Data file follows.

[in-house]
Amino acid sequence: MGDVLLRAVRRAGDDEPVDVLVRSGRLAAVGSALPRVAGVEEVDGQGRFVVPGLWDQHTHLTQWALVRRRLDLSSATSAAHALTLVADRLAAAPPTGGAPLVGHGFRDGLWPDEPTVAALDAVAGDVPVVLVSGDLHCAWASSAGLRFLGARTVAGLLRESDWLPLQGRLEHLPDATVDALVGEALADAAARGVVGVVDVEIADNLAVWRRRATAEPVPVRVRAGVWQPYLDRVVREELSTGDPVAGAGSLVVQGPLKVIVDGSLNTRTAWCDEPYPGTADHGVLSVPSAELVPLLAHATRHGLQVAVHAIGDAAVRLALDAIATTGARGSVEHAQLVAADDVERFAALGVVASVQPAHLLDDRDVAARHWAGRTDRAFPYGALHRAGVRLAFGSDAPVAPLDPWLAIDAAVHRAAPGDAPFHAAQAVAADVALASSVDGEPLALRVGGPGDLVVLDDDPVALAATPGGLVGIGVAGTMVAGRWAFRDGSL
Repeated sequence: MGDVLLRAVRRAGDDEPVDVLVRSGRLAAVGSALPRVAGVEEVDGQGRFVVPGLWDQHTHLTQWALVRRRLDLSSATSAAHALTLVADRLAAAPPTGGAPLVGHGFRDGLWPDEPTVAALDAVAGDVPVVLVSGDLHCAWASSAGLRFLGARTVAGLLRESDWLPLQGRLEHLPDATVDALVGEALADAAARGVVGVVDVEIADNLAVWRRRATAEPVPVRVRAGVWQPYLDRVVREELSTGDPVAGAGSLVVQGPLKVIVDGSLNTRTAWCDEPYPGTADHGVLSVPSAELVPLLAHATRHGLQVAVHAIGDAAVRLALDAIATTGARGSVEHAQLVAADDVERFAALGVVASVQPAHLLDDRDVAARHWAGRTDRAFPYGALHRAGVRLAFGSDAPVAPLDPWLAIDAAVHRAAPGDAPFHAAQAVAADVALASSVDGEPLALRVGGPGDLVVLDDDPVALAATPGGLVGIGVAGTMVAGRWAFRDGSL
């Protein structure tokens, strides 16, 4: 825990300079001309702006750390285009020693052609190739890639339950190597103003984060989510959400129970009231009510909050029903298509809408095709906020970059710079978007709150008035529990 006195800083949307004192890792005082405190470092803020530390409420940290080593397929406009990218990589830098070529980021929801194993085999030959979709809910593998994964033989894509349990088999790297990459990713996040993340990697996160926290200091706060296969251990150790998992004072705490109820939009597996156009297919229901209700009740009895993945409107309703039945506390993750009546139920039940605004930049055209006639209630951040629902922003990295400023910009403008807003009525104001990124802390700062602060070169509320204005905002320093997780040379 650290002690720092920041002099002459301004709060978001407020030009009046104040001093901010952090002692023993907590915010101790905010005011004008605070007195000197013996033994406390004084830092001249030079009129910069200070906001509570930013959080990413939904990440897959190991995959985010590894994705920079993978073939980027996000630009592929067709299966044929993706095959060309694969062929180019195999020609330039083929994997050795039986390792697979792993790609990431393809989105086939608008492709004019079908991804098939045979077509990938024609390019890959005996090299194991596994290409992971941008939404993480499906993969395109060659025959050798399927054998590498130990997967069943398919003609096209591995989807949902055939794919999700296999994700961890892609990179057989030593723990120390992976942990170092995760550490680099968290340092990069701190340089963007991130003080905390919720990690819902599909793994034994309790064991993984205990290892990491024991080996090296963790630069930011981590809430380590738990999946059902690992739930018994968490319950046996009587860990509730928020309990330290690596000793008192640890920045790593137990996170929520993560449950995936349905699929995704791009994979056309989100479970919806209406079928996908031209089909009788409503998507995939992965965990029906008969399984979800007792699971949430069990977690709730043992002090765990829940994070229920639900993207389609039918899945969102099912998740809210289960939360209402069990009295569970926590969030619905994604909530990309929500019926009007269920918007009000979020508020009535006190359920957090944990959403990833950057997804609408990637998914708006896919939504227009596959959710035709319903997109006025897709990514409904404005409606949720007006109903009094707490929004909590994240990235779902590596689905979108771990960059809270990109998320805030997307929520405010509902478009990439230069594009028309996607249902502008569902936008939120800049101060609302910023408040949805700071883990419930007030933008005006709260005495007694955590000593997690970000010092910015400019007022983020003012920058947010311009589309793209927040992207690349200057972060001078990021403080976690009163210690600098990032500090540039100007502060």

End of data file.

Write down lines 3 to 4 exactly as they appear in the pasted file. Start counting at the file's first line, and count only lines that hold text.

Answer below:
Repeated sequence: MGDVLLRAVRRAGDDEPVDVLVRSGRLAAVGSALPRVAGVEEVDGQGRFVVPGLWDQHTHLTQWALVRRRLDLSSATSAAHALTLVADRLAAAPPTGGAPLVGHGFRDGLWPDEPTVAALDAVAGDVPVVLVSGDLHCAWASSAGLRFLGARTVAGLLRESDWLPLQGRLEHLPDATVDALVGEALADAAARGVVGVVDVEIADNLAVWRRRATAEPVPVRVRAGVWQPYLDRVVREELSTGDPVAGAGSLVVQGPLKVIVDGSLNTRTAWCDEPYPGTADHGVLSVPSAELVPLLAHATRHGLQVAVHAIGDAAVRLALDAIATTGARGSVEHAQLVAADDVERFAALGVVASVQPAHLLDDRDVAARHWAGRTDRAFPYGALHRAGVRLAFGSDAPVAPLDPWLAIDAAVHRAAPGDAPFHAAQAVAADVALASSVDGEPLALRVGGPGDLVVLDDDPVALAATPGGLVGIGVAGTMVAGRWAFRDGSL
């Protein structure tokens, strides 16, 4: 825990300079001309702006750390285009020693052609190739890639339950190597103003984060989510959400129970009231009510909050029903298509809408095709906020970059710079978007709150008035529990 006195800083949307004192890792005082405190470092803020530390409420940290080593397929406009990218990589830098070529980021929801194993085999030959979709809910593998994964033989894509349990088999790297990459990713996040993340990697996160926290200091706060296969251990150790998992004072705490109820939009597996156009297919229901209700009740009895993945409107309703039945506390993750009546139920039940605004930049055209006639209630951040629902922003990295400023910009403008807003009525104001990124802390700062602060070169509320204005905002320093997780040379 650290002690720092920041002099002459301004709060978001407020030009009046104040001093901010952090002692023993907590915010101790905010005011004008605070007195000197013996033994406390004084830092001249030079009129910069200070906001509570930013959080990413939904990440897959190991995959985010590894994705920079993978073939980027996000630009592929067709299966044929993706095959060309694969062929180019195999020609330039083929994997050795039986390792697979792993790609990431393809989105086939608008492709004019079908991804098939045979077509990938024609390019890959005996090299194991596994290409992971941008939404993480499906993969395109060659025959050798399927054998590498130990997967069943398919003609096209591995989807949902055939794919999700296999994700961890892609990179057989030593723990120390992976942990170092995760550490680099968290340092990069701190340089963007991130003080905390919720990690819902599909793994034994309790064991993984205990290892990491024991080996090296963790630069930011981590809430380590738990999946059902690992739930018994968490319950046996009587860990509730928020309990330290690596000793008192640890920045790593137990996170929520993560449950995936349905699929995704791009994979056309989100479970919806209406079928996908031209089909009788409503998507995939992965965990029906008969399984979800007792699971949430069990977690709730043992002090765990829940994070229920639900993207389609039918899945969102099912998740809210289960939360209402069990009295569970926590969030619905994604909530990309929500019926009007269920918007009000979020508020009535006190359920957090944990959403990833950057997804609408990637998914708006896919939504227009596959959710035709319903997109006025897709990514409904404005409606949720007006109903009094707490929004909590994240990235779902590596689905979108771990960059809270990109998320805030997307929520405010509902478009990439230069594009028309996607249902502008569902936008939120800049101060609302910023408040949805700071883990419930007030933008005006709260005495007694955590000593997690970000010092910015400019007022983020003012920058947010311009589309793209927040992207690349200057972060001078990021403080976690009163210690600098990032500090540039100007502060």